I spent the weekend in Washington D.C. visiting my good buddy, Cale Johnson. Cale is a decorated naval officer, talented mechanic and engineer, dedicated family man, and a very generous human being. He knew I was training in Southeast Georgia for 16 weeks, and he offered me a loaner car. So, I flew to D.C. to hang out with him and to pick up the keys to his extra car.
We enjoyed a meal at the historic Old Ebbitt Grill, where American presidents used to play dominoes and discuss politics over an adult beverage. The following day, we walked the sacred grounds at Arlington National Cemetery. This visit was a trifecta success: saw my best bud, researched sites for my novel, and got a set of wheels.
After hanging out with my friend and catching up, I hit the road toward Brunswick, Georgia to make it back in time for my class on Monday morning. I finally made it through the security gates at the federal training complex in Georgia sometime around 9:00 PM. As I was cruising toward my dormitory, I saw a heavyset man walking on the sidewalk. He was struggling to carry a mesh bag filled with his laundry, and a heavy backpack filled with books, etc. That and the muggy Georgian heat and humidity had this man sweating profusely.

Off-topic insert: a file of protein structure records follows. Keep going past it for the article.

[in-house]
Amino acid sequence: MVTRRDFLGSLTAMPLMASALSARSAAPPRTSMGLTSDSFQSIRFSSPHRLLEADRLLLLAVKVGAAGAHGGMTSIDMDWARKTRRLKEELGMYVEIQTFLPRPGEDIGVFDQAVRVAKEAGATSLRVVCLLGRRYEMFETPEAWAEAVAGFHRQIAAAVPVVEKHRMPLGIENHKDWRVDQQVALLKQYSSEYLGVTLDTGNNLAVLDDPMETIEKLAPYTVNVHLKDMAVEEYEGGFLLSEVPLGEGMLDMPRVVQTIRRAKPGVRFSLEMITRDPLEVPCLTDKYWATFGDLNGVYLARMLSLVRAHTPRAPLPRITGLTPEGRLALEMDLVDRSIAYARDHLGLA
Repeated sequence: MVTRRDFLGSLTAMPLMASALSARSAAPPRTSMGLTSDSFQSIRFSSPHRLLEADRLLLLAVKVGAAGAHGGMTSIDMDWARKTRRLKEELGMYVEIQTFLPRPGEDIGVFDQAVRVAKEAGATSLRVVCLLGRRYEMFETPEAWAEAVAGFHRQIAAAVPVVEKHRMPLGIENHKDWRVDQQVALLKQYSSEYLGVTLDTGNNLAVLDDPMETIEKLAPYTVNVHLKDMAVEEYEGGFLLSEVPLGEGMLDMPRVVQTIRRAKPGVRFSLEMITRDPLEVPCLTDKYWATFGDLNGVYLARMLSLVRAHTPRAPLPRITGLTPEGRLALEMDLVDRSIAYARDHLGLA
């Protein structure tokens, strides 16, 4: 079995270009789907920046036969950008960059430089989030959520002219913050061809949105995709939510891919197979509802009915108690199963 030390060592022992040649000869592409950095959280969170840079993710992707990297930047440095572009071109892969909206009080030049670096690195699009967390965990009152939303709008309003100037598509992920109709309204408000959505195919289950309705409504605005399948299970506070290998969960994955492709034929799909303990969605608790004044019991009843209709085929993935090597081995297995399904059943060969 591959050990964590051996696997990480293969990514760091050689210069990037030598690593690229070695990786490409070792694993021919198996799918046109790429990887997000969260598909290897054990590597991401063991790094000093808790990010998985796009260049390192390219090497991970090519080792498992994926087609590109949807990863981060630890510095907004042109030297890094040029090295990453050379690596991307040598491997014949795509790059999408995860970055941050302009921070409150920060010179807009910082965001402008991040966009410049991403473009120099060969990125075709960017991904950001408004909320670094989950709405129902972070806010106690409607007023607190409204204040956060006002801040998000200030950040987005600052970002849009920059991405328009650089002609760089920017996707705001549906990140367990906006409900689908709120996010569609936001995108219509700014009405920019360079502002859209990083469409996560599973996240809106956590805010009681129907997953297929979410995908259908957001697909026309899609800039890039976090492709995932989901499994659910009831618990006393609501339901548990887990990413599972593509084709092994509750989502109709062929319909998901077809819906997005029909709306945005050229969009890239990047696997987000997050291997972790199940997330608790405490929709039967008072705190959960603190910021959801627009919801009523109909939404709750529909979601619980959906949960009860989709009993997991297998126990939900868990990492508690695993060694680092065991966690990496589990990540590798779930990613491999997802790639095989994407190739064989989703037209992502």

I rolled my passenger window down and stopped alongside him. "You want a ride?"
"Yes," he replied with appreciation. "My dad dropped me off at the main gate," he continued. "I'm walking to my dorm. I was just gonna keep on walking until I recognized a building to get my bearings."
His dorm was on the opposite side of the training complex, and would have been a miserable 45 minute walk with the hungry gnats swarming all over him for the entire hike. Once I dropped him at his dorm, he thanked me several times again. "You're a lifesaver."
"It's my pleasure," I told him. "Happy Easter."
He shook my hand. "My name is Angel."
It gave me goosebumps as I recalled one of my favorite biblical passages. Hebrews 13:2 reminds us: "Don't be afraid to entertain strangers, for by having done so, many have talked to angels without knowing it."